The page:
Think about that: one-third! (Actually, it was a little worse than that: 37.1 percent). That’s an awful lot of worried, seriously-ill people, who are obsessing over something not directly connected to their disease.
Now, here’s the real kicker. From the article:
“Most of the  patients were covered by an employer-based plan or some form of Medicare; 18 participants had purchased their coverage through a health insurance marketplace; and five patients reported not having insurance of any kind and being unable to afford a plan.”
Most of the people who such worries about going bankrupt have insurance! So much for insurance providing peace of mind. What does that say about the quality of the insurance safety net so many are depending on?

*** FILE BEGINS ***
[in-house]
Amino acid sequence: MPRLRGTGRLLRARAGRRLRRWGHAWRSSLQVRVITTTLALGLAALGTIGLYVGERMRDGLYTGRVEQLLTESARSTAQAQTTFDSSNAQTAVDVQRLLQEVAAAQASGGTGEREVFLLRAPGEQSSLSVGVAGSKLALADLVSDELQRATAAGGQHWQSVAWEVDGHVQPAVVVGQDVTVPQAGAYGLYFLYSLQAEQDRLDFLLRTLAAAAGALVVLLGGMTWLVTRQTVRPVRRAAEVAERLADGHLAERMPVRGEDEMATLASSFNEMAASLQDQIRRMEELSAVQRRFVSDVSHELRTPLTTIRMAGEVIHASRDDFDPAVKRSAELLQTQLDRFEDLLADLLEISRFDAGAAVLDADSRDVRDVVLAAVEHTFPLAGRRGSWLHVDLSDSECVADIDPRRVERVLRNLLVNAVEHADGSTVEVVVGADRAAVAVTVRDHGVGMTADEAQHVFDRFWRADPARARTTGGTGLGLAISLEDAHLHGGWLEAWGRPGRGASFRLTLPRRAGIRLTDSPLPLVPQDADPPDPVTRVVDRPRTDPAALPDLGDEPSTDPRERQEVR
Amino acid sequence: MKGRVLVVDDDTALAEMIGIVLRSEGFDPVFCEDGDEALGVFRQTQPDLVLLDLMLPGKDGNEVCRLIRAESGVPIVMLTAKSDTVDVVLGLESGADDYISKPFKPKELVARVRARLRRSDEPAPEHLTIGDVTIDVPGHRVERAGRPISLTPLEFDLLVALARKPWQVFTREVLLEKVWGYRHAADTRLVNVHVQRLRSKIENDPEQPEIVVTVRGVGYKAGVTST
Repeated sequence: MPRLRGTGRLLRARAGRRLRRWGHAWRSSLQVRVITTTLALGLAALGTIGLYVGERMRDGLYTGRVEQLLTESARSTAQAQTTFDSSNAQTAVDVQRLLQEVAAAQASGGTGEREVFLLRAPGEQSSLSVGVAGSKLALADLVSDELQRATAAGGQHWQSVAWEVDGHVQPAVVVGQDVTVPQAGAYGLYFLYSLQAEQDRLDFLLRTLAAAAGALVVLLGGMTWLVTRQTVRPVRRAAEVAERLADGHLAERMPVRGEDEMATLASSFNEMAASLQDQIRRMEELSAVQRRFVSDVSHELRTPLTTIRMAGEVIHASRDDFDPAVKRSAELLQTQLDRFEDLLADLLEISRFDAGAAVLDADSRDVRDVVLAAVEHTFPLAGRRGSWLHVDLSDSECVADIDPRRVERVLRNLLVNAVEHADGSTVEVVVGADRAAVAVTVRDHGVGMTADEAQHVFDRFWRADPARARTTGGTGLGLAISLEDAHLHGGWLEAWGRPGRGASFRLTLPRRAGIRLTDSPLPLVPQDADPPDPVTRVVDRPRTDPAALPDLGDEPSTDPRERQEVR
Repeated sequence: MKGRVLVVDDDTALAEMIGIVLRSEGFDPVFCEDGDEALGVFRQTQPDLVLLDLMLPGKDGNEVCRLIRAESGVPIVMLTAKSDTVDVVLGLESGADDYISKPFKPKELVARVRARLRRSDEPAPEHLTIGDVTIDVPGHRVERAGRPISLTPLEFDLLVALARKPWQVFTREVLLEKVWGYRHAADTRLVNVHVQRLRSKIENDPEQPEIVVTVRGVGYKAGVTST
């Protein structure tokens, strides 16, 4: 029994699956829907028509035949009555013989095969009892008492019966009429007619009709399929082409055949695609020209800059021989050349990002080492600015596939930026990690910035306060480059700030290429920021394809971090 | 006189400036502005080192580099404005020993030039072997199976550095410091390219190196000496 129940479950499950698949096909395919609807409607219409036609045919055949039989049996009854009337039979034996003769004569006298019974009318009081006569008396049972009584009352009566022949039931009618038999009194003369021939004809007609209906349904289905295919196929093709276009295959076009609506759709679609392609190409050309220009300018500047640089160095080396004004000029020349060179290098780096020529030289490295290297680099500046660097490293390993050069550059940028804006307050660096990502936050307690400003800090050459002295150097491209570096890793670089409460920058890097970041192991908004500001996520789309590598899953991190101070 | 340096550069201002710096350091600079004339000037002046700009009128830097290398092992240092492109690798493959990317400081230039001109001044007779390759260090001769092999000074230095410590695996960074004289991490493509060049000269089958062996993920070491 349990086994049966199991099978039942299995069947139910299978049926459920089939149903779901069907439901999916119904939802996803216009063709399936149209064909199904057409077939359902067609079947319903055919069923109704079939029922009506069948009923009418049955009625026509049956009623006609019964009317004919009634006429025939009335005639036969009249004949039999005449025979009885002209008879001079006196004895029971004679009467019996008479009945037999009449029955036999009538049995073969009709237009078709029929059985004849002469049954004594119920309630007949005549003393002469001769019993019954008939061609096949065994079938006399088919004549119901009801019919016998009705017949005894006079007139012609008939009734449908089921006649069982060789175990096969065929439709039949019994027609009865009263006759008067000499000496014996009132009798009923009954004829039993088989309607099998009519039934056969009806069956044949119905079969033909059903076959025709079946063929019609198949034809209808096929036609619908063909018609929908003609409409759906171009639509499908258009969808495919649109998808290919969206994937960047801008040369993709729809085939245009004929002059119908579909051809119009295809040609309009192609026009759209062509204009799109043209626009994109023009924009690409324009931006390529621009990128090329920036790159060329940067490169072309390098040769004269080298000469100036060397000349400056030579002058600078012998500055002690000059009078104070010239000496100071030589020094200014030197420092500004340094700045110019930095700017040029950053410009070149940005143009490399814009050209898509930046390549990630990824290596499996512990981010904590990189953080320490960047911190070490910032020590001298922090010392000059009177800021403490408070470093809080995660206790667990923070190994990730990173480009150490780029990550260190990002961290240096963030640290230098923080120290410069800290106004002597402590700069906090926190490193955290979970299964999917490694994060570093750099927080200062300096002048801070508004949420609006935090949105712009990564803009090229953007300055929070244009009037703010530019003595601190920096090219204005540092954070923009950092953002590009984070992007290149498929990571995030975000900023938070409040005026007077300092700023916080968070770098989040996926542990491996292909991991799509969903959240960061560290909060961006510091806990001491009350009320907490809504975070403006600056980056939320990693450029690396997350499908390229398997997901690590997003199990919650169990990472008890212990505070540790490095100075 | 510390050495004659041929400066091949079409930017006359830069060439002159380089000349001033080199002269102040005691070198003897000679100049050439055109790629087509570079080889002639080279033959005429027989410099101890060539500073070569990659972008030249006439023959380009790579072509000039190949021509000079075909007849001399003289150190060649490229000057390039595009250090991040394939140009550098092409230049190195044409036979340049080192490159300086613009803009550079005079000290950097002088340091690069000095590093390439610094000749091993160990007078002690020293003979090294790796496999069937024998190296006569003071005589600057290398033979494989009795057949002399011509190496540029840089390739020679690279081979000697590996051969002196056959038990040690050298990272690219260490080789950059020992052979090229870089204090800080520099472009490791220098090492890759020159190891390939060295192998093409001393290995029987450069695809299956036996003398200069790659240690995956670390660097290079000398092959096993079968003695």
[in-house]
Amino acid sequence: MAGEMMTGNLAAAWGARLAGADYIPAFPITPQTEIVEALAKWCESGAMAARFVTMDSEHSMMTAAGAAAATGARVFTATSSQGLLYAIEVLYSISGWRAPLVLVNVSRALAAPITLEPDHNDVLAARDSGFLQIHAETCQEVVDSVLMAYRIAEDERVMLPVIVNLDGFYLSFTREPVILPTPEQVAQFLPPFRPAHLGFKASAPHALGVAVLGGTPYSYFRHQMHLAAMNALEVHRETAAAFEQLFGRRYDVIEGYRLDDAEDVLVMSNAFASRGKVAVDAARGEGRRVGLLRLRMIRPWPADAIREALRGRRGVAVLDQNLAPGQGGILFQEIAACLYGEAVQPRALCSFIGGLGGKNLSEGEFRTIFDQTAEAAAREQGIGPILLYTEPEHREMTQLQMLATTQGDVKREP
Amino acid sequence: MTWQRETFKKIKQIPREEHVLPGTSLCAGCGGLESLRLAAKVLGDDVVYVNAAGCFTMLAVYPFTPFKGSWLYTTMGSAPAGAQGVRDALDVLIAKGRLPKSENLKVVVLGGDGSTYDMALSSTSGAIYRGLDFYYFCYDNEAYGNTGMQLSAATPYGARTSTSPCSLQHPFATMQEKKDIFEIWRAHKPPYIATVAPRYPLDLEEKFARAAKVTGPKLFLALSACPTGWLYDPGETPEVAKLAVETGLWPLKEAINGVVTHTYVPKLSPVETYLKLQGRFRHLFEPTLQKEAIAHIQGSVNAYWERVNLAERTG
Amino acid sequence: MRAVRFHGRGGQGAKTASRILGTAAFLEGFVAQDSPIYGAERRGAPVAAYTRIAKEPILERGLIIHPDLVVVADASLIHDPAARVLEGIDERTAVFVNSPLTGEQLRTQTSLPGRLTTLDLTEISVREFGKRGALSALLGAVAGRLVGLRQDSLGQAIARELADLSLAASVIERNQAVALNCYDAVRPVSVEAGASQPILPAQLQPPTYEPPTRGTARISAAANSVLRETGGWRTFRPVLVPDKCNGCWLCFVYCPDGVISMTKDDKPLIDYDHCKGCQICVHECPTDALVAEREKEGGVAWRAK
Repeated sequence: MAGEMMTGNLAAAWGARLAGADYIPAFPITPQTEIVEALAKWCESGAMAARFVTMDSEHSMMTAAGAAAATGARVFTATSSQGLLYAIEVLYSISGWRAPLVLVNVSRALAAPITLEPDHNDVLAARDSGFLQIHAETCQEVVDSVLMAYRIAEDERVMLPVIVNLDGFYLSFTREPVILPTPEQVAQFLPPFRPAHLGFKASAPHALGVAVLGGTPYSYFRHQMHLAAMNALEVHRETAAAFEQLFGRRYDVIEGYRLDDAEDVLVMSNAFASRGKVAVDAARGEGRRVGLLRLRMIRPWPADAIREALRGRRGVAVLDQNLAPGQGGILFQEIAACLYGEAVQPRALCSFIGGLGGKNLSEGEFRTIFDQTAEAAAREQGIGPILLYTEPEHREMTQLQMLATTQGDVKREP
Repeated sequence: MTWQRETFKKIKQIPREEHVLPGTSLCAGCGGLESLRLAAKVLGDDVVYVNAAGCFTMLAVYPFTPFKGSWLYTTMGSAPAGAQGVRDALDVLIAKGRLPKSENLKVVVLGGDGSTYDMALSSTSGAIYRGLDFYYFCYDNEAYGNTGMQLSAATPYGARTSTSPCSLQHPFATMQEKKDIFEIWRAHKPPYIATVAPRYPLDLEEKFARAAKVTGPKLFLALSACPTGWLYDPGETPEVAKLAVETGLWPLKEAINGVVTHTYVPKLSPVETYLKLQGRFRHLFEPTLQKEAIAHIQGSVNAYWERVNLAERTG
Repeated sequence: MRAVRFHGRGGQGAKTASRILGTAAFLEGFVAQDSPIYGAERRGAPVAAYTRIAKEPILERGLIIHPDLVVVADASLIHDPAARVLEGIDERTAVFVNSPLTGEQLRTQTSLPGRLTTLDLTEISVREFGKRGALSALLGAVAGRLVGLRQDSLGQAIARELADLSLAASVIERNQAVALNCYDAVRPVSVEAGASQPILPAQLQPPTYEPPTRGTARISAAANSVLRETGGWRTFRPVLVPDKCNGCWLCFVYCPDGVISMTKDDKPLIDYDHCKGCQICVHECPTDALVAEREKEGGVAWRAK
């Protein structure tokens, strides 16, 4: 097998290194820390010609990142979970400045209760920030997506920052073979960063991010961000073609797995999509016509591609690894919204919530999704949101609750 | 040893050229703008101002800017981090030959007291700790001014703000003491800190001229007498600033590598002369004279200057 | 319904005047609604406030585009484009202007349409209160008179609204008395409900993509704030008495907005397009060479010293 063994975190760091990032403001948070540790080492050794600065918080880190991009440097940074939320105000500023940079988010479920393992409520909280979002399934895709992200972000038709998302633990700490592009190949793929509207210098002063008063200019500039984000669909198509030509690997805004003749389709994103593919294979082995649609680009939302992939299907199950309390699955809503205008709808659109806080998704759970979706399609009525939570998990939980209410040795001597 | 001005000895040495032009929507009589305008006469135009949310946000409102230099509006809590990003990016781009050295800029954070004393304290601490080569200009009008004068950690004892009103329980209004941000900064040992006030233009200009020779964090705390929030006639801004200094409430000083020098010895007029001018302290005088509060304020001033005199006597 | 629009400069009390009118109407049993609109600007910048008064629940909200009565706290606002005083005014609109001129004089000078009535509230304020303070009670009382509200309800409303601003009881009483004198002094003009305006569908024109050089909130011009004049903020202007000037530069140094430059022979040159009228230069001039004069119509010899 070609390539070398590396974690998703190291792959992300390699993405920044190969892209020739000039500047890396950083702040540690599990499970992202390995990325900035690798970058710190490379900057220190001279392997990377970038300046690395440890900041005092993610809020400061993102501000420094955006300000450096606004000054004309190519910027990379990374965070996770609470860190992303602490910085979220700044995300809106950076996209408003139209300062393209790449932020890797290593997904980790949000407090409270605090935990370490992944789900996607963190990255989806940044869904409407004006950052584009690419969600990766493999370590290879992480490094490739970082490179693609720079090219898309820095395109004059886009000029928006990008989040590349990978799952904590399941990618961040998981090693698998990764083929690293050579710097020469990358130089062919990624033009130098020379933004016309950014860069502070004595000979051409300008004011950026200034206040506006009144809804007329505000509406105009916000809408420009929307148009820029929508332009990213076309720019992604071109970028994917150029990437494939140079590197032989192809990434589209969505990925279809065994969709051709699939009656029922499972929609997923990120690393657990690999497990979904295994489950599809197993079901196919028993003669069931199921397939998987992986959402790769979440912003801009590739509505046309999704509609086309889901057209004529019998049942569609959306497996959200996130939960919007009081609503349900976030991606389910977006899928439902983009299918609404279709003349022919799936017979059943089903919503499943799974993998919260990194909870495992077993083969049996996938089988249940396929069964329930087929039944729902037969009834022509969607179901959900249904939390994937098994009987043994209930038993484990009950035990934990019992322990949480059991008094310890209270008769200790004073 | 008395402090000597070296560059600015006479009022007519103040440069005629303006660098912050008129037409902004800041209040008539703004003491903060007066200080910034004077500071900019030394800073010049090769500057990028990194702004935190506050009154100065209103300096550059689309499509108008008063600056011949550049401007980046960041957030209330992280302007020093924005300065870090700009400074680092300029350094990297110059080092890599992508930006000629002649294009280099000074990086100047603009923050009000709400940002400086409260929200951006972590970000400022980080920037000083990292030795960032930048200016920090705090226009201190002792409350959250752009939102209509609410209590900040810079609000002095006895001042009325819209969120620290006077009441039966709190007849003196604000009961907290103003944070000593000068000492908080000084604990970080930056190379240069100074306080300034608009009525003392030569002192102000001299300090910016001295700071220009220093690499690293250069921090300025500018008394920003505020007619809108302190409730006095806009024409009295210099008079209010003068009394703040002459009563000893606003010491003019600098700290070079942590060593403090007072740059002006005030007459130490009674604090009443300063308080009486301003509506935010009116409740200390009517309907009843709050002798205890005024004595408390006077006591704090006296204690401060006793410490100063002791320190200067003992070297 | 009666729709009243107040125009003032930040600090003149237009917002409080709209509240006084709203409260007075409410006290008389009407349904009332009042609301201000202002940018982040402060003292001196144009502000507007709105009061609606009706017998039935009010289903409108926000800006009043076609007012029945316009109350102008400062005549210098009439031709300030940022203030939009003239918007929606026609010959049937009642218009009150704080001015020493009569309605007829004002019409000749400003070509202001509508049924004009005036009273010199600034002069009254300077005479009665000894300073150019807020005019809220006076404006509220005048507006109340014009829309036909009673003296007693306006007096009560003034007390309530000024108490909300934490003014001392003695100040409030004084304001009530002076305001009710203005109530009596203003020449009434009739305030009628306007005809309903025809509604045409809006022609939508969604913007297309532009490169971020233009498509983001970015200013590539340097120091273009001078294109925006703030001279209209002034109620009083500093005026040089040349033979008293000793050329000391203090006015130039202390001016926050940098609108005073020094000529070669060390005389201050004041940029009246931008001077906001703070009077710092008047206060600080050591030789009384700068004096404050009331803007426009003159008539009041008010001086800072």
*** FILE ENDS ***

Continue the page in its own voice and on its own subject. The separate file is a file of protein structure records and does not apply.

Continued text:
Even worse than worrying about inadequate insurance is the worry about having no insurance at all. A great many survey respondents spoke of certain trade-offs they’ve had to make, to keep their medical funding in place, “such as choosing doctors based on co-pays, cutting back on food, activities — including education — to save money, and becoming isolated from family members. 'Even if I starve to death, I will not let go of my insurance. That is my life,' said one woman.”
It’s a sad commentary when a seriously-ill person is reduced to describing her insurance policy as her life. For far too many in our country, medical insurance is indeed a life-or-death matter.
Time for national single-payer health insurance — such as nearly every other industrialized nation already has — wouldn’t you say?